No offense to Newton, but an average quarterback could take a team with two really good running backs, an above average offensive line, two above average tight ends and Steve Smith to at least middle of the pack in offense. I'm not taking anything away from Newton because he had a huge hand in the offense moving up to 7th in the NFL, but he also had help, specifically helped drafted by the Panthers front office...which again destroys the narrative the roster was littered with has-beens and prospects who haven't panned out until Cam arrived.

After being drafted, he didn't walk off the Radio City stage and into the arms of a built-in fan base, one that covers the country like a 3G coverage map.

The Carolina area was desperate for a superstar and there is a certain built-in fan base in Carolina for the NFL. This isn't Jacksonville. Even if there are a lot of transplants in the Charlotte area, there is still a large fan base for the Panthers team and there has been for quite a few years now. Again, it fits the cute narrative that Newton saved football and turned the entire area on to the NFL, but it just isn't true. It's more fun to make up narratives that fit your point rather than accept the narrative you want to be true isn't true.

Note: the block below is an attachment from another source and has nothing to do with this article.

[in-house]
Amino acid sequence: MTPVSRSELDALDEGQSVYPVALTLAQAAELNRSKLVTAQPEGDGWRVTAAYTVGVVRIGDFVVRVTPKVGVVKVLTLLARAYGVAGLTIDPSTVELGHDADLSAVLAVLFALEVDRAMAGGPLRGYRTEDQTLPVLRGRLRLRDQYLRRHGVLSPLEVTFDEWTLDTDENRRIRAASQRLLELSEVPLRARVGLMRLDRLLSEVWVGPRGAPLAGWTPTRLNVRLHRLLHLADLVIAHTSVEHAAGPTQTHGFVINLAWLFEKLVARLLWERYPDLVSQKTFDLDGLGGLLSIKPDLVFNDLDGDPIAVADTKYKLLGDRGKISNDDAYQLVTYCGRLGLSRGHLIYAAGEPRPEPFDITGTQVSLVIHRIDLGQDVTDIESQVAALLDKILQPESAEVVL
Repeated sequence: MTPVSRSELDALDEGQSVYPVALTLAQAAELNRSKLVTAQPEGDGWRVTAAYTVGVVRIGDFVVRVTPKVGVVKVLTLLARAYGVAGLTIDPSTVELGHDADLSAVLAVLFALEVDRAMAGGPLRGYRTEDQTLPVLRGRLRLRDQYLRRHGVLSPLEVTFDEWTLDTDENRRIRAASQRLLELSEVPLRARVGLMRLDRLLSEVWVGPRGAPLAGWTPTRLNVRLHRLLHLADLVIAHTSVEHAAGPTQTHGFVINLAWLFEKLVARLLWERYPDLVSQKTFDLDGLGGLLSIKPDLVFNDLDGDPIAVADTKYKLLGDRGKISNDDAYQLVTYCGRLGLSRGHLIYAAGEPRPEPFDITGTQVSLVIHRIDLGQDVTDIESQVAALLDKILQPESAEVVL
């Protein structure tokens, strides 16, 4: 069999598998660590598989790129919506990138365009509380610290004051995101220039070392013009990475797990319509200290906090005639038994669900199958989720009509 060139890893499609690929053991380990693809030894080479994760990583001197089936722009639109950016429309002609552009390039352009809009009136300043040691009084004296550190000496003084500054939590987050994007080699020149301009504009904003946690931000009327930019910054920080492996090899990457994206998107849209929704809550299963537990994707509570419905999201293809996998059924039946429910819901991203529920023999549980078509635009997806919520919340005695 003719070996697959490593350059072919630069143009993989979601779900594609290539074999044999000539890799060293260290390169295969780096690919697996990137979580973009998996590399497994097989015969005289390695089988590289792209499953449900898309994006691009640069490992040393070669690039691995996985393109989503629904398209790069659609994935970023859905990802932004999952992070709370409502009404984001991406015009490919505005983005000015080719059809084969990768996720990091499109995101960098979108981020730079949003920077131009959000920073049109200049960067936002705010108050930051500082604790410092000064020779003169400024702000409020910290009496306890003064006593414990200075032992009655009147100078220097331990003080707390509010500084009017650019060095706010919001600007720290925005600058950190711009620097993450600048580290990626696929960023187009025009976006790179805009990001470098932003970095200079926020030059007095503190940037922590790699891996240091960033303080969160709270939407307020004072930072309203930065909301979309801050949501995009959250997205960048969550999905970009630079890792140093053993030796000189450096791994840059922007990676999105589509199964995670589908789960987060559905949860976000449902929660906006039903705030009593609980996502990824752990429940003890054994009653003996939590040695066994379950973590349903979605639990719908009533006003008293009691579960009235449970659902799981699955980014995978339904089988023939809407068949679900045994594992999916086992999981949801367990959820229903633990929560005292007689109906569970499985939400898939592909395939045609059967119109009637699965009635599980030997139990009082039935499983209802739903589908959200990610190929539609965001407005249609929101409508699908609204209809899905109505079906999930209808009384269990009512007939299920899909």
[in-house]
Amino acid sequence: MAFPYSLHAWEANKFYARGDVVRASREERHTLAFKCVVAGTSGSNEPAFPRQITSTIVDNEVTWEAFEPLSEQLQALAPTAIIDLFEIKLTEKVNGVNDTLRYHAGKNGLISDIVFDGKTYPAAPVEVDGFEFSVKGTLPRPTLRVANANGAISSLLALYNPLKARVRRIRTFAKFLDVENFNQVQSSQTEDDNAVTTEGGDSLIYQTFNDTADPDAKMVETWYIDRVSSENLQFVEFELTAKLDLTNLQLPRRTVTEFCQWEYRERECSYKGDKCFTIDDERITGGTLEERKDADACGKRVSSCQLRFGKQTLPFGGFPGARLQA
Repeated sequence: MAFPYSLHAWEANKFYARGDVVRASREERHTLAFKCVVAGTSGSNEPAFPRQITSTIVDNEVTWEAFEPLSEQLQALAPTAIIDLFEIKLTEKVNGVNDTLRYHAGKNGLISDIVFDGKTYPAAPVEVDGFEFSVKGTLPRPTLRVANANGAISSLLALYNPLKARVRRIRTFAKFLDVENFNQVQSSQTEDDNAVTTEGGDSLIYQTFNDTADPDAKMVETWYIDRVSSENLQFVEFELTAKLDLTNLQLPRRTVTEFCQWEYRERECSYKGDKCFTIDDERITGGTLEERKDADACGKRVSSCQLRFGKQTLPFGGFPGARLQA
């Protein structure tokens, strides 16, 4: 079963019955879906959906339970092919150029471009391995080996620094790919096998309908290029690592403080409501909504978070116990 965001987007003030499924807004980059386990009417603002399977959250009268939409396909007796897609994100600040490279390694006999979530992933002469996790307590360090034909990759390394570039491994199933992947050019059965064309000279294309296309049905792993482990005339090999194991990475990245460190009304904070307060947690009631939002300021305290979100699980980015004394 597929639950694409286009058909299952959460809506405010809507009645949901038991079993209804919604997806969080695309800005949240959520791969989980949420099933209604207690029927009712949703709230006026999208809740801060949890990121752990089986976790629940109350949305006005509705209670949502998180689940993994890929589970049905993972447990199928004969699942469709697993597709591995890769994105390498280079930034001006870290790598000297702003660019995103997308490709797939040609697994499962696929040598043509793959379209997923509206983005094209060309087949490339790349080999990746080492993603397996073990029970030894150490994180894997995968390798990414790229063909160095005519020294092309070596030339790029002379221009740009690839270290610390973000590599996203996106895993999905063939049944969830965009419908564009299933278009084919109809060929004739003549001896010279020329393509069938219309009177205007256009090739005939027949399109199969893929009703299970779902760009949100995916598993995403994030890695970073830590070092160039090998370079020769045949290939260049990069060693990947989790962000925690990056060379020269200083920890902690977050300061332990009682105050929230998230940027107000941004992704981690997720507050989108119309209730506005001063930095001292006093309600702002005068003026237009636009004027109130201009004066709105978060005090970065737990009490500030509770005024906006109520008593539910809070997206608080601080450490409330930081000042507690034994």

Charlotte has been known for NASCAR than its football, although "guys going around in circles all afternoon" could describe either the Coca-Cola 600 or Carolina's pre-Newton offense.

I think Castrodale means the pre-Rob Chudzinski offense since he is the offensive coordinator. Contrary to popular belief, I'm pretty sure Newton doesn't call the plays on offense and Chudzinski was smart enough to build the offense around Newton's strengths. He deserves nearly as much credit as Cam Newton gets.

Newton is building an identity by giving the Panthers one, and what he's capable of doing on the field will only give him more opportunities off of it,

What? You mean on-field success can breed endorsement opportunities and increase your profile as an athlete? Why hasn't anyone else ever talked about this?

wrapping himself in cashmere on a magazine cover or out-Manning-ing Peyton Manning.

No one can out-Manning-ing Peyton Manning. No other quarterback, not named "Eli" has the right mix of competency and goofiness.

But whatever he does, we'll be watching.

And then he will get all of the credit. I like Cam Newton, and I agree he's a star the Charlotte area needs, but it isn't like he took a perennially awful team who has never sniffed the playoffs and has single-handedly made them a very good team.